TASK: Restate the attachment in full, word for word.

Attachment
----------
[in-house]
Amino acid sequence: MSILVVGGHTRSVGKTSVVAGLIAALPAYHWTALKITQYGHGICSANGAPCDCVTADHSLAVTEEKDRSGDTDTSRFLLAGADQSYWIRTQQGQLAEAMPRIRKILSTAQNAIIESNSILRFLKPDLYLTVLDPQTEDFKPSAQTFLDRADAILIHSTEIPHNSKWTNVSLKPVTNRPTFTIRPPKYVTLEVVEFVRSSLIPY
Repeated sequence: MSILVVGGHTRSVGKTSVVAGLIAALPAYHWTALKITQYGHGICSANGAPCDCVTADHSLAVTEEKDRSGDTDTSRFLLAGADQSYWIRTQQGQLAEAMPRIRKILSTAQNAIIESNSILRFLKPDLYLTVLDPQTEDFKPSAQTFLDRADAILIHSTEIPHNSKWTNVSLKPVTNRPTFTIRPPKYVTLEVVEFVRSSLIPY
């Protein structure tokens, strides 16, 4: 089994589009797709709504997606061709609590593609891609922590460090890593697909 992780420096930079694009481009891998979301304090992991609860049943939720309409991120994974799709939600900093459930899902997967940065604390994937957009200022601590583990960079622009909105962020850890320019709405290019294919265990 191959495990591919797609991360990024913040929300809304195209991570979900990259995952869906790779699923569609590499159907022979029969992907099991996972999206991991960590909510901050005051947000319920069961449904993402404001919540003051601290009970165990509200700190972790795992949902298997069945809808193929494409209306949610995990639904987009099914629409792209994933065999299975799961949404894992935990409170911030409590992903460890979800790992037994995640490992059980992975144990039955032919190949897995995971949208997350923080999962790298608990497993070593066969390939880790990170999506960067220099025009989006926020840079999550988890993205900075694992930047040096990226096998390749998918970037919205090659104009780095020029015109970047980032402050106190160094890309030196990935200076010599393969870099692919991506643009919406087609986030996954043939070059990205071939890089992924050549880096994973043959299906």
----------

[in-house]
Amino acid sequence: MSILVVGGHTRSVGKTSVVAGLIAALPAYHWTALKITQYGHGICSANGAPCDCVTADHSLAVTEEKDRSGDTDTSRFLLAGADQSYWIRTQQGQLAEAMPRIRKILSTAQNAIIESNSILRFLKPDLYLTVLDPQTEDFKPSAQTFLDRADAILIHSTEIPHNSKWTNVSLKPVTNRPTFTIRPPKYVTLEVVEFVRSSLIPY
Repeated sequence: MSILVVGGHTRSVGKTSVVAGLIAALPAYHWTALKITQYGHGICSANGAPCDCVTADHSLAVTEEKDRSGDTDTSRFLLAGADQSYWIRTQQGQLAEAMPRIRKILSTAQNAIIESNSILRFLKPDLYLTVLDPQTEDFKPSAQTFLDRADAILIHSTEIPHNSKWTNVSLKPVTNRPTFTIRPPKYVTLEVVEFVRSSLIPY
């Protein structure tokens, strides 16, 4: 089994589009797709709504997606061709609590593609891609922590460090890593697909 992780420096930079694009481009891998979301304090992991609860049943939720309409991120994974799709939600900093459930899902997967940065604390994937957009200022601590583990960079622009909105962020850890320019709405290019294919265990 191959495990591919797609991360990024913040929300809304195209991570979900990259995952869906790779699923569609590499159907022979029969992907099991996972999206991991960590909510901050005051947000319920069961449904993402404001919540003051601290009970165990509200700190972790795992949902298997069945809808193929494409209306949610995990639904987009099914629409792209994933065999299975799961949404894992935990409170911030409590992903460890979800790992037994995640490992059980992975144990039955032919190949897995995971949208997350923080999962790298608990497993070593066969390939880790990170999506960067220099025009989006926020840079999550988890993205900075694992930047040096990226096998390749998918970037919205090659104009780095020029015109970047980032402050106190160094890309030196990935200076010599393969870099692919991506643009919406087609986030996954043939070059990205071939890089992924050549880096994973043959299906």